Return On Investment

“My life is my message.”

— Mahatma Ghandi

Sometimes when you give, it doesn’t give us much in return.

Just a few of the donated supplies at our office

Maybe it was a check you wrote for a cause that you didn’t really care about. Or, you chipped in a dollar for one of those checkout donation boxes. Perhaps you did an automatic tax refund donation by checking a checkbox on your tax return.

That could be called mindless, or automatic, giving. There are a few reasons why it’s not very satisfying.

  • It takes almost no time.
  • It often involves a small, monetary donation.
  • There was little forethought. Or afterthought.
  • It’s for a cause you know nothing about.

Why would you ever want to give under those circumstances? There are a few, good reasons.

  • Small contributions multiplied many-fold can lead to big results. Loaves and Fishes meal delivery service in Portland gets around $20K annually from those little checkout lines.
  • If someone is asking you directly for a small donation to their non-profit organization, it’s possible that they are not comfortable asking for money. No one I know likes to ask for money, but charities need money too. Helping someone build confidence to continue helping their charitable cause, helps everyone.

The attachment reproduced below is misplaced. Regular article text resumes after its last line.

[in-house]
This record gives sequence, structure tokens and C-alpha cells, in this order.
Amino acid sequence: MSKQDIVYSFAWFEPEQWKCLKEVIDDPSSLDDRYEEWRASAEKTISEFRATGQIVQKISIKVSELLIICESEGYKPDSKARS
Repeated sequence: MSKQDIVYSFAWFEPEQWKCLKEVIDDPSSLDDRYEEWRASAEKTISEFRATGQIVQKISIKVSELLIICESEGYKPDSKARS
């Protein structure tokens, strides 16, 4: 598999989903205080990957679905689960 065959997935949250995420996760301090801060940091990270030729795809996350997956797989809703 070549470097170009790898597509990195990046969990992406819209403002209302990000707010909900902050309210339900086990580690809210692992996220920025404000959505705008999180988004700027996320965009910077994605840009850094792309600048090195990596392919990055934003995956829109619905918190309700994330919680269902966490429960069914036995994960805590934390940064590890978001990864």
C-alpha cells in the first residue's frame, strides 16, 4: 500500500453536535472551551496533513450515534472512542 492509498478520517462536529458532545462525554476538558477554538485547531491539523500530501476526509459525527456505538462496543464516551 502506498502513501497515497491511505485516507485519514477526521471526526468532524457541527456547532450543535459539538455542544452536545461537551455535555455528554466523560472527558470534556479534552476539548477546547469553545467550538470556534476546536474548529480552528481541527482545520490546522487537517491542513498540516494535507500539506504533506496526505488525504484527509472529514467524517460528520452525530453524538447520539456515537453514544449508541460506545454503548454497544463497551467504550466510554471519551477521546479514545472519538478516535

• It’s an invitation to learn more about where your dollar goes, and who it serves. Jot down the website on the donation box, or look it up online when you get home.
  • You are still acting and giving. That tiny, seemingly insignificant act of thankless generosity speaks volumes about your character.

Sometimes, our return on investment may be small, or even non-existant. That small donation still makes a difference.

If nothing else it says a lot about who you are.

Yesterday’s gift of time … Donated some school supplies at my office. It was nice to see the large pile of supplies as our intern who organized the donation drive will be most happy.

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About Eric Winger

Our perception of time is key to how we use our time. The most fundamental way to change that perception is to give our time. This opens us up to new opportunities and ideas from which we can build to really make a difference. ... Yes, we *do* have time to make a difference!
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